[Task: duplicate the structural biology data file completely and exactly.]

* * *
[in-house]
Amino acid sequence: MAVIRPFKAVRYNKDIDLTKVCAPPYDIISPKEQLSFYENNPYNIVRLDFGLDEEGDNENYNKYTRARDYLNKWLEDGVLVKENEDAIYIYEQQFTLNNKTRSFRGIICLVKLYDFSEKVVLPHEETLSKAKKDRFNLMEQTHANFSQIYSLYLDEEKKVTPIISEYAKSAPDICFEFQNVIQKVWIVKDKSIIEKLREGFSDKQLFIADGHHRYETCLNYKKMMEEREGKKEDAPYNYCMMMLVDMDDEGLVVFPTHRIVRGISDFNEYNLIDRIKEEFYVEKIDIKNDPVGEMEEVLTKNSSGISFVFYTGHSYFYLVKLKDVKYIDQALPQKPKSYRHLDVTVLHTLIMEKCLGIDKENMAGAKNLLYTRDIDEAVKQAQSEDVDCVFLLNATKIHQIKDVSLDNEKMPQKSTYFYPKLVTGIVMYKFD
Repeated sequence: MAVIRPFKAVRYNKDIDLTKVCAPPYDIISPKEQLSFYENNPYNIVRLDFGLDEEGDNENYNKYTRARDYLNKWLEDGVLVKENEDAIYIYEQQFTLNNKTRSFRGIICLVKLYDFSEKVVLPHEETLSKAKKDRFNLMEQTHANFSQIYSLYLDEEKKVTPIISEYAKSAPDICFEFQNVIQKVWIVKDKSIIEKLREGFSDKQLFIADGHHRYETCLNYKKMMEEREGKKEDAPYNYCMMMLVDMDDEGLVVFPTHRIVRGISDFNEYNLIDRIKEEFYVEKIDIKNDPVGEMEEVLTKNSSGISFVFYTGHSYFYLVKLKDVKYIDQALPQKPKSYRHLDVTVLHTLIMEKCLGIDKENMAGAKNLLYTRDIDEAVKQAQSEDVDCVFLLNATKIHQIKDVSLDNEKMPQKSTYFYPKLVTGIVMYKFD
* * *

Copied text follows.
[in-house]
Amino acid sequence: MAVIRPFKAVRYNKDIDLTKVCAPPYDIISPKEQLSFYENNPYNIVRLDFGLDEEGDNENYNKYTRARDYLNKWLEDGVLVKENEDAIYIYEQQFTLNNKTRSFRGIICLVKLYDFSEKVVLPHEETLSKAKKDRFNLMEQTHANFSQIYSLYLDEEKKVTPIISEYAKSAPDICFEFQNVIQKVWIVKDKSIIEKLREGFSDKQLFIADGHHRYETCLNYKKMMEEREGKKEDAPYNYCMMMLVDMDDEGLVVFPTHRIVRGISDFNEYNLIDRIKEEFYVEKIDIKNDPVGEMEEVLTKNSSGISFVFYTGHSYFYLVKLKDVKYIDQALPQKPKSYRHLDVTVLHTLIMEKCLGIDKENMAGAKNLLYTRDIDEAVKQAQSEDVDCVFLLNATKIHQIKDVSLDNEKMPQKSTYFYPKLVTGIVMYKFD
Repeated sequence: MAVIRPFKAVRYNKDIDLTKVCAPPYDIISPKEQLSFYENNPYNIVRLDFGLDEEGDNENYNKYTRARDYLNKWLEDGVLVKENEDAIYIYEQQFTLNNKTRSFRGIICLVKLYDFSEKVVLPHEETLSKAKKDRFNLMEQTHANFSQIYSLYLDEEKKVTPIISEYAKSAPDICFEFQNVIQKVWIVKDKSIIEKLREGFSDKQLFIADGHHRYETCLNYKKMMEEREGKKEDAPYNYCMMMLVDMDDEGLVVFPTHRIVRGISDFNEYNLIDRIKEEFYVEKIDIKNDPVGEMEEVLTKNSSGISFVFYTGHSYFYLVKLKDVKYIDQALPQKPKSYRHLDVTVLHTLIMEKCLGIDKENMAGAKNLLYTRDIDEAVKQAQSEDVDCVFLLNATKIHQIKDVSLDNEKMPQKSTYFYPKLVTGIVMYKFD